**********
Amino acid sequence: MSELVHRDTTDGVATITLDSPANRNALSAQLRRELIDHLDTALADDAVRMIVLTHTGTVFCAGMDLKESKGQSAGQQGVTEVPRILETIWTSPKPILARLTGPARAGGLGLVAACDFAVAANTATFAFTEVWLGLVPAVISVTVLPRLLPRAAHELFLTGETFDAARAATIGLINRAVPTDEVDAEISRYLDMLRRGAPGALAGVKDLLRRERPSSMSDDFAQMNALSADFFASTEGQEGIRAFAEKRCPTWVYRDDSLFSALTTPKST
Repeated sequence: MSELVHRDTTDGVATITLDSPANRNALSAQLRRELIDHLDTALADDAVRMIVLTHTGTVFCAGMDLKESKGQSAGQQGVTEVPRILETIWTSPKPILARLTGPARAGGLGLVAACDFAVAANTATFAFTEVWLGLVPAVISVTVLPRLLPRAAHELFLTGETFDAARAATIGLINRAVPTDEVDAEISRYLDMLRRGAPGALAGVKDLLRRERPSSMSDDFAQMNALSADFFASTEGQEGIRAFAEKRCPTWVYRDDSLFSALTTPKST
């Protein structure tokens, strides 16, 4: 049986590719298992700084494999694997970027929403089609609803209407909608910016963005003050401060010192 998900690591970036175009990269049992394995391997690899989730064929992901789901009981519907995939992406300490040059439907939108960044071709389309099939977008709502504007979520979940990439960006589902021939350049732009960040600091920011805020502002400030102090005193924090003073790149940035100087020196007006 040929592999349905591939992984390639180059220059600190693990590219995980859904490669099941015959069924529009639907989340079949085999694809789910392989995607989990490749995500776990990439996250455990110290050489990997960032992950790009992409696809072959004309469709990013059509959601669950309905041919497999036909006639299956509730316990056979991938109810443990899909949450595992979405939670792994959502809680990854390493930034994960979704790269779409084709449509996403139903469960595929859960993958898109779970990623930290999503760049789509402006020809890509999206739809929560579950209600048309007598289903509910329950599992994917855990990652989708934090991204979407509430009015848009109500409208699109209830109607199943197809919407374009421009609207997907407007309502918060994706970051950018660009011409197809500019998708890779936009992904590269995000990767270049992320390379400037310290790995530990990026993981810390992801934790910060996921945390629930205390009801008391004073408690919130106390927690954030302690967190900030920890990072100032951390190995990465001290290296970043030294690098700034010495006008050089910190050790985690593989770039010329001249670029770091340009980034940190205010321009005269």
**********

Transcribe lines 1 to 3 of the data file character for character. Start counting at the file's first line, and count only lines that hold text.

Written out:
Amino acid sequence: MSELVHRDTTDGVATITLDSPANRNALSAQLRRELIDHLDTALADDAVRMIVLTHTGTVFCAGMDLKESKGQSAGQQGVTEVPRILETIWTSPKPILARLTGPARAGGLGLVAACDFAVAANTATFAFTEVWLGLVPAVISVTVLPRLLPRAAHELFLTGETFDAARAATIGLINRAVPTDEVDAEISRYLDMLRRGAPGALAGVKDLLRRERPSSMSDDFAQMNALSADFFASTEGQEGIRAFAEKRCPTWVYRDDSLFSALTTPKST
Repeated sequence: MSELVHRDTTDGVATITLDSPANRNALSAQLRRELIDHLDTALADDAVRMIVLTHTGTVFCAGMDLKESKGQSAGQQGVTEVPRILETIWTSPKPILARLTGPARAGGLGLVAACDFAVAANTATFAFTEVWLGLVPAVISVTVLPRLLPRAAHELFLTGETFDAARAATIGLINRAVPTDEVDAEISRYLDMLRRGAPGALAGVKDLLRRERPSSMSDDFAQMNALSADFFASTEGQEGIRAFAEKRCPTWVYRDDSLFSALTTPKST
């Protein structure tokens, strides 16, 4: 049986590719298992700084494999694997970027929403089609609803209407909608910016963005003050401060010192 998900690591970036175009990269049992394995391997690899989730064929992901789901009981519907995939992406300490040059439907939108960044071709389309099939977008709502504007979520979940990439960006589902021939350049732009960040600091920011805020502002400030102090005193924090003073790149940035100087020196007006 040929592999349905591939992984390639180059220059600190693990590219995980859904490669099941015959069924529009639907989340079949085999694809789910392989995607989990490749995500776990990439996250455990110290050489990997960032992950790009992409696809072959004309469709990013059509959601669950309905041919497999036909006639299956509730316990056979991938109810443990899909949450595992979405939670792994959502809680990854390493930034994960979704790269779409084709449509996403139903469960595929859960993958898109779970990623930290999503760049789509402006020809890509999206739809929560579950209600048309007598289903509910329950599992994917855990990652989708934090991204979407509430009015848009109500409208699109209830109607199943197809919407374009421009609207997907407007309502918060994706970051950018660009011409197809500019998708890779936009992904590269995000990767270049992320390379400037310290790995530990990026993981810390992801934790910060996921945390629930205390009801008391004073408690919130106390927690954030302690967190900030920890990072100032951390190995990465001290290296970043030294690098700034010495006008050089910190050790985690593989770039010329001249670029770091340009980034940190205010321009005269």